DNS not working outside of my Bind server

[root@dns01 etc]# nslookup
> vc03.example.com
Server:         192.168.40.33
Address:        192.168.40.33#53

Name:   vc03.example.com
Address: 192.168.20.5
>

when i tried to resolve this from my windows server, i am getting the following.

I am able to ping and did telnet test. not sure why this fails


C:\Windows\system32>nslookup
Default Server:  UnKnown
Address:  192.168.40.33

>
>
> vc03.example.com
Server:  UnKnown
Address:  192.168.40.33

*** UnKnown can't find vc03.example.com: No response from server
linuxpersonAsked:
Who is Participating?
 
linuxpersonAuthor Commented:
i fixed the issue. it was related to the ip address already defined in the main configuration file.
0
 
linuxpersonAuthor Commented:
//
// named.conf
//
// Provided by Red Hat bind package to configure the ISC BIND named(8) DNS
// server as a caching only nameserver (as a localhost DNS resolver only).
//
// See /usr/share/doc/bind*/sample/ for example named configuration files.
//

options {
        #listen-on port 53 { 127.0.0.1; };
        #listen-on-v6 port 53 { 127.0.0.11; };
        directory       "/var/named";
        dump-file       "/var/named/data/cache_dump.db";
        statistics-file "/var/named/data/named_stats.txt";
        memstatistics-file "/var/named/data/named_mem_stats.txt";
        allow-query     { localhost; 192.168.1.0/24; 192.168.20.0/24; 192.168.40.0/24; };
        allow-transfer     { localhost; 192.168.1.0/24; 192.168.20.0/24; 192.168.40.0/24; };
        recursion yes;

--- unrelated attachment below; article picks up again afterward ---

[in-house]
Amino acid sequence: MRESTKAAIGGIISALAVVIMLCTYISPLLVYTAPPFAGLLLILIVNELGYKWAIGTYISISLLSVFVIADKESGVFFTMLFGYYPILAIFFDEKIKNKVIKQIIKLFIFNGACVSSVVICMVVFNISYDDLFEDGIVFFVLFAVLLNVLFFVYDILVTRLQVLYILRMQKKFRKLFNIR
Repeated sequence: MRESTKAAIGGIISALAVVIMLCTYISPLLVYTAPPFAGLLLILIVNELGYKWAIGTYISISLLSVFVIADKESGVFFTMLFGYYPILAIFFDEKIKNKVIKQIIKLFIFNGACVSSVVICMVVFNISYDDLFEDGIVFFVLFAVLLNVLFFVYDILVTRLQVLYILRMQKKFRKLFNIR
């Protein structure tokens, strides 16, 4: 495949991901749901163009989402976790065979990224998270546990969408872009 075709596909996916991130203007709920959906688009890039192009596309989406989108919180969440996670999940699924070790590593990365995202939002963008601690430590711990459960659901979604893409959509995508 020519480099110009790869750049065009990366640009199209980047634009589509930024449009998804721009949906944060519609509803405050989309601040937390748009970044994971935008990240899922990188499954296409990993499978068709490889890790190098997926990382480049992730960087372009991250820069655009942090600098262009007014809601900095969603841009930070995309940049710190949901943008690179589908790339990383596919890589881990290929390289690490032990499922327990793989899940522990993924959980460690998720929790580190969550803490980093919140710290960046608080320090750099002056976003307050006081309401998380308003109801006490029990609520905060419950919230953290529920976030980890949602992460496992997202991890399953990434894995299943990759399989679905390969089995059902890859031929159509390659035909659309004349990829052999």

dnssec-enable yes;
        dnssec-validation yes;
        dnssec-lookaside auto;

        /* Path to ISC DLV key */
        bindkeys-file "/etc/named.iscdlv.key";
        managed-keys-directory "/var/named/dynamic";
};

logging {
        channel default_debug {
                file "/var/log/querylog";
                #file "data/named.run";
                severity dynamic;
        };
};

# change all from here

view "internal" {
        match-clients {
                localhost;
                192.168.1.0/24;
        };
        zone "." IN {
                type hint;
                file "named.ca";
        };
        zone "example.com" IN {
                type master;
                file "example.com.lan";
                allow-update { none; };
        };
        zone "1.168.192.in-addr.arpa" IN {
                type master;
                file "1.168.192.db";
                allow-update { none; };
        };
        zone "20.168.192.in-addr.arpa" IN {
                type master;
                file "20.168.192.db";
                allow-update { none; };
        };
include "/etc/named.rfc1912.zones";